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Discussion of Irvine and Schuh. Robert J. Gordon Northwestern University and NBER FRB San Francisco November 3, 2007. This Paper is Novel and Important. The Great Moderation is not caused by “Good Luck” Better Monetary Policy

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Discussion of irvine and schuh

Discussion of Irvine and Schuh

Robert J. Gordon

Northwestern University and NBER

FRB San Francisco

November 3, 2007


This paper is novel and important
This Paper is Novel and Important

  • The Great Moderation is not caused by

    • “Good Luck”

    • Better Monetary Policy

  • Rather, 80% of reduced volatility is explained by changes in the structural relationships between industry-sector sales and inventory investment

  • We only need to look at manufacturing and trade

    • Can neglect such previous “usual suspects” as military spending and residential construction


This discussion like gaul is divided into three parts
This Discussion, like Gaul, is Divided into Three Parts

  • The first part summarizes what I thought about the Great Moderation before reading this paper

  • The second part summarizes the most important results of the authors

  • The third part ponders the significance of the paper’s results: by how much do I need to change my previous interpretation of the Great Moderation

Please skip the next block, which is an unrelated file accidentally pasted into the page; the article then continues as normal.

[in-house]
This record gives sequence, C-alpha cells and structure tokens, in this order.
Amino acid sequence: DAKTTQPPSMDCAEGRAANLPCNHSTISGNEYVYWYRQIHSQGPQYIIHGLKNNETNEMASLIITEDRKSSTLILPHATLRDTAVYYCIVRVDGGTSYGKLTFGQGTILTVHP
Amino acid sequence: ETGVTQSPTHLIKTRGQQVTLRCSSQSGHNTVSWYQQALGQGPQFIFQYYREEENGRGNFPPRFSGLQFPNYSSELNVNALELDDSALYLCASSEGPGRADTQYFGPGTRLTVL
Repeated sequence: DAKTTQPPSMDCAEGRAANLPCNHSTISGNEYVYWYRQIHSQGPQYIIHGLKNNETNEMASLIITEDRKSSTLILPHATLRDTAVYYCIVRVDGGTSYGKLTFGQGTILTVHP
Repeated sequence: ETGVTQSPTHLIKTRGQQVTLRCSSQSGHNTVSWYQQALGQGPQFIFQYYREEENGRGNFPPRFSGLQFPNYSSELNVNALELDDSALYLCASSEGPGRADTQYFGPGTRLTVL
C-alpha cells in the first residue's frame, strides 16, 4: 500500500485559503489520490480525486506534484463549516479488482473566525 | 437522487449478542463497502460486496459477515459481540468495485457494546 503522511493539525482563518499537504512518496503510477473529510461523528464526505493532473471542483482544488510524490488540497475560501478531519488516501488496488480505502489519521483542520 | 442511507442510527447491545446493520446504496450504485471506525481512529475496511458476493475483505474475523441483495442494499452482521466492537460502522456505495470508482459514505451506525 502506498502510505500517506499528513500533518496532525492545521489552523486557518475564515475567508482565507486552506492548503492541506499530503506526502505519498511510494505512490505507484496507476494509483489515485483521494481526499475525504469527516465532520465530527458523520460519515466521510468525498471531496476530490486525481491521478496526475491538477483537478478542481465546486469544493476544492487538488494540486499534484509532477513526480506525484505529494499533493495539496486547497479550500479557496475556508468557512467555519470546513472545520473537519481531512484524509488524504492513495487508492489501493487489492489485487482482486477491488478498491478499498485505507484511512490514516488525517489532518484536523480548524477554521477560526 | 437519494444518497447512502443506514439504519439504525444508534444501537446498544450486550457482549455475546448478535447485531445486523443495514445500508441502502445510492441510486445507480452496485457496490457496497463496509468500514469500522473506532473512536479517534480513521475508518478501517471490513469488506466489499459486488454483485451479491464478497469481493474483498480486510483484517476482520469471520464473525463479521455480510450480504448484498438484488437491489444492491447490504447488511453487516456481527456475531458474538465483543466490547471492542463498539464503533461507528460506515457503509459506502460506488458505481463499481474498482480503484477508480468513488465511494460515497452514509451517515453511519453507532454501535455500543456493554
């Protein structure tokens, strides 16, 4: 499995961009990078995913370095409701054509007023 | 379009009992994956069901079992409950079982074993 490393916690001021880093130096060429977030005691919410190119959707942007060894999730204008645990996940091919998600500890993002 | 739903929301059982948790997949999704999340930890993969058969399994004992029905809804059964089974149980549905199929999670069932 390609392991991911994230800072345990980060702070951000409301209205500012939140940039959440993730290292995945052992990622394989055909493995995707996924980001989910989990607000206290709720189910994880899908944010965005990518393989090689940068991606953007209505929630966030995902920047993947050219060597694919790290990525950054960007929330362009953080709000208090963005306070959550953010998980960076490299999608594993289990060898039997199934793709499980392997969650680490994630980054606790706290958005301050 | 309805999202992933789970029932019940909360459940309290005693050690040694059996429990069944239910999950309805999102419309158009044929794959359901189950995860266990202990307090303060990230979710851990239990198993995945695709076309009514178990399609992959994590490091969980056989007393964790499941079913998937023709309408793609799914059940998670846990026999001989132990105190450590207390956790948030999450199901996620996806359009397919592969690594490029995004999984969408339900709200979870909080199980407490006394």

My interpretation of the great moderation
My Interpretation of the Great Moderation

  • This is from NBER WP 11777 in November 2005

  • Published in an obscure conference volume of the Reserve Bank of Australia, where the volume is devoted to exactly the same topic as the current SF conference.

  • Some of the papers in that conference volume are worth looking up, not just mine


Stabilization before and after 1984
Stabilization before and after 1984

  • Shocks

    • Demand shocks

      • Federal government now the culprit not the salvation

      • Inventory management

      • Financial Market Deregulation stabilized residential housing

    • Supply shocks

  • Improved monetary policy

  • Of Lesser Importance

    • Shifts in shares to services


Inflation vs output volatility 20 quarter rolling standard deviation of 4 quarter growth rates
Inflation vs. Output Volatility:20-quarter rolling standard deviationof 4-quarter growth rates


Summary of inflation volatility vs real gdp volatility 20 qtr st dev
Summary of inflation volatilityvs. real GDP volatility (20 qtr st dev)

1952-72 1973-87 1988-2005

Real GDP 2.69 2.87 1.25

GDP Deflator 1.11 1.67 0.48


Demand side decomposition of gdp contributions by 11 sectors
Demand Side: Decomposition of GDP Contributions by 11 Sectors

Standard Deviations of 4-quarter Moving Averages of a Sector’s Contribution to Δ Real GDP

1950-83 1984-2005 Diff %